A Vision for Preventing Sight Loss Through Innovation

This story also appears on STAT.

Until about 15 years ago, vision loss due to retinal conditions related to age and diabetes was fairly common, and no treatments were available to return vision that was lost. However, with the introduction of revolutionary treatments in the mid-2000s, people with conditions like wet age-related macular degeneration (AMD) and diabetic macular edema (DME) have been able to both prevent disease progression, and in some cases even restore some of their sight.

The development of these treatments was a triumph of biomedical research that began with the discovery of the potent blood vessel growth-promoting agent, vascular endothelial growth factor (VEGF), during the second half of the 20th century. Excess VEGF production causes blood vessels to grow out of control, leak fluid and destroy function in the retina, the light-detecting surface at the back of the eye. By the first decade of the 21st century, scientists developed a pioneering medicine to block VEGF activity in the macula, the area of the retina that provides sharp, central vision for activities such as reading and recognizing faces.

VEGF inhibitors represented a seminal breakthrough for treatment of retinal conditions such as wet AMD and DME. At the same time, they were only the first step in a journey toward the elimination of vision loss due to these conditions. Over the next decade, we envision an ambitious opportunity to further improve patient outcomes through innovative new treatments and drug delivery methods. We’re also developing new artificial intelligence (AI) technology to improve early diagnosis rates and assessment of treatment options. Taken together, these advances have the potential to help us eventually prevent vision loss due to these retinal conditions altogether.


One of the biggest real-world limitations in effectively treating people with retinal conditions is the significant burden of treatment: anti-VEGF medicine must be injected into the eye as often as once a month. We know that patients don’t always get treated as often as needed, which can cause vision loss that might otherwise be avoided. To address this issue, we are developing and testing devices that can release medicine into the eye over many months. The hope is that patients will benefit from more consistent treatment without having to visit their doctor as often. We are researching ways to optimize these devices to better track drug delivery, optimize dosing and monitor the need for additional treatment.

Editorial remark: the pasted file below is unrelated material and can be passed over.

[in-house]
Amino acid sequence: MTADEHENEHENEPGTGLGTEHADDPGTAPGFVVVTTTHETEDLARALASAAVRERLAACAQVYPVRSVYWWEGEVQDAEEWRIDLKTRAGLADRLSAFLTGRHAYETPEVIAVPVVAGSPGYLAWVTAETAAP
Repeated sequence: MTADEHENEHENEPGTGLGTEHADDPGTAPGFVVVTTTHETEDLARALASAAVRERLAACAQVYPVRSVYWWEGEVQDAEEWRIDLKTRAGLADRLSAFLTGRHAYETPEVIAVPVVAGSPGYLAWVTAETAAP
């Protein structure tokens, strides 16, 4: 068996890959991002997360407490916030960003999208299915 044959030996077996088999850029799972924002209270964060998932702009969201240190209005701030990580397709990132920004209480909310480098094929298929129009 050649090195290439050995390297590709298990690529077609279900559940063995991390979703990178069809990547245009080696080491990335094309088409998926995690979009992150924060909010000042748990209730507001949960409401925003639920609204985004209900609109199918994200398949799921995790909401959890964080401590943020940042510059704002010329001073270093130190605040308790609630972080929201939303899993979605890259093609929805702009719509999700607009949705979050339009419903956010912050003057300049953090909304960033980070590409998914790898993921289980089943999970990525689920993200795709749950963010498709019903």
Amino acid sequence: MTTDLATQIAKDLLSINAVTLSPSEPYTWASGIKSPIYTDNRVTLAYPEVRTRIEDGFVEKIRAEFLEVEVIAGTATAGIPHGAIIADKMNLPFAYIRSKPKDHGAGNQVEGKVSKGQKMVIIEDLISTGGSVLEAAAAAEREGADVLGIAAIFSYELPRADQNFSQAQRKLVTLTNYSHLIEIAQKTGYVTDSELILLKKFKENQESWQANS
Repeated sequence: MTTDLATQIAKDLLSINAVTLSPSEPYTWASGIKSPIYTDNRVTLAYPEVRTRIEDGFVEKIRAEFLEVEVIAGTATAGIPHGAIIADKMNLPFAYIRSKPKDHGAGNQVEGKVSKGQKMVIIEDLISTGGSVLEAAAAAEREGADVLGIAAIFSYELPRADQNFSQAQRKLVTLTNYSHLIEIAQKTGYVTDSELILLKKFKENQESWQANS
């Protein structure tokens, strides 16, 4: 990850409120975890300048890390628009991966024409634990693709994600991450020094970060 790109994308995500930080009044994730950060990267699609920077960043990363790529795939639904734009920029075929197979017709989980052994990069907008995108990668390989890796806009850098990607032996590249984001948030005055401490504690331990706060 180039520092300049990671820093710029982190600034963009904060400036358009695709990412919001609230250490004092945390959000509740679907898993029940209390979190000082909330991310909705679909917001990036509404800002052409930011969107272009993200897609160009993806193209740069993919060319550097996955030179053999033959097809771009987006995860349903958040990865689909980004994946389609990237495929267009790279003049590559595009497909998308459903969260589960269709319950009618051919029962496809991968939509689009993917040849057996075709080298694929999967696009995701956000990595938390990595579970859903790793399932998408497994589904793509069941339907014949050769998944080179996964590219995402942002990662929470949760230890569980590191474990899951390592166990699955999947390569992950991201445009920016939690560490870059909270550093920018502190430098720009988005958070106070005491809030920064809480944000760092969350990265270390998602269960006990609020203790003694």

VEGF’s central role in the branch-like growth of blood vessels makes it a natural first target for treatments that seek to stop the progression of retinal conditions. But it is far from the only one. Vessel growth is the result of interactions across a complex network of many growth factors, proteins and molecular regulators. We have a long history of fundamental research dedicated to fully understanding all of the mechanisms that drive blood vessel growth that can help us identify additional therapeutic targets. In recent years, our researchers have focused on several new pathways that play a central role in blood vessel growth and stability, such as Angiopoietin-2. By blocking multiple pathways, newer treatments may be able to utilize a different approach than blocking VEGF alone. A second target could also offer multiple treatment options depending on which aspects of the vessel growth process predominate in a given patient or type of retinal condition.


Underdiagnosis of retinal conditions continues to be a huge missed opportunity for timely treatment. Up to 50% of people with diabetic eye disease and up to 25% of people with wet AMD are not diagnosed in time to prevent severe vision loss, partly because the conditions progress too far before a person notices vision impairment and seeks medical care. Our scientists are currently developing AI technology that can be used to identify the earliest stages of disease among people who still see well but are at high risk of vision loss due to age or diabetes. In the future, low-cost screenings can be executed through telemedicine appointments that leverage AI tools for accurate, economical and user-friendly remote monitoring and diagnosis. These and other tools would therefore have the potential to result in early disease detection, prevention of underdiagnosis and significant reduction in the risk of vision loss.

Once these conditions are detected, current treatment for wet AMD and related conditions is fairly straightforward because VEGF inhibitors represent the gold-standard of care. But we believe that as more medicines become available, it will be important to refine our ability to assess the most important drivers of disease for each patient and to personalize dosing and therapy type before treatment begins. There is potential for the use of AI in this task as well, perhaps by developing algorithms that subdivide patients into treatment groups based on images of their retina. Eventually, these techniques could be used to personalize the right treatment for the right patient at the right time.


The development of VEGF-inhibitors has been a pivotal breakthrough in the history of ophthalmology.

That essential development has reduced the rate of blindness in some conditions by 50%, but that was only the first step on a larger journey that we are taking toward eradicating vision loss due to retinal conditions. As we learn more about the underlying biology of these conditions, develop better ways to deliver treatments and harness emerging technologies to diagnose patients and personalize care, our hope is to have the ability to entirely prevent vision loss from the list of infirmities that come with age or as a result of diabetes.

To learn more about our advances in ophthalmology: https://www.gene.com/topics/ophthalmology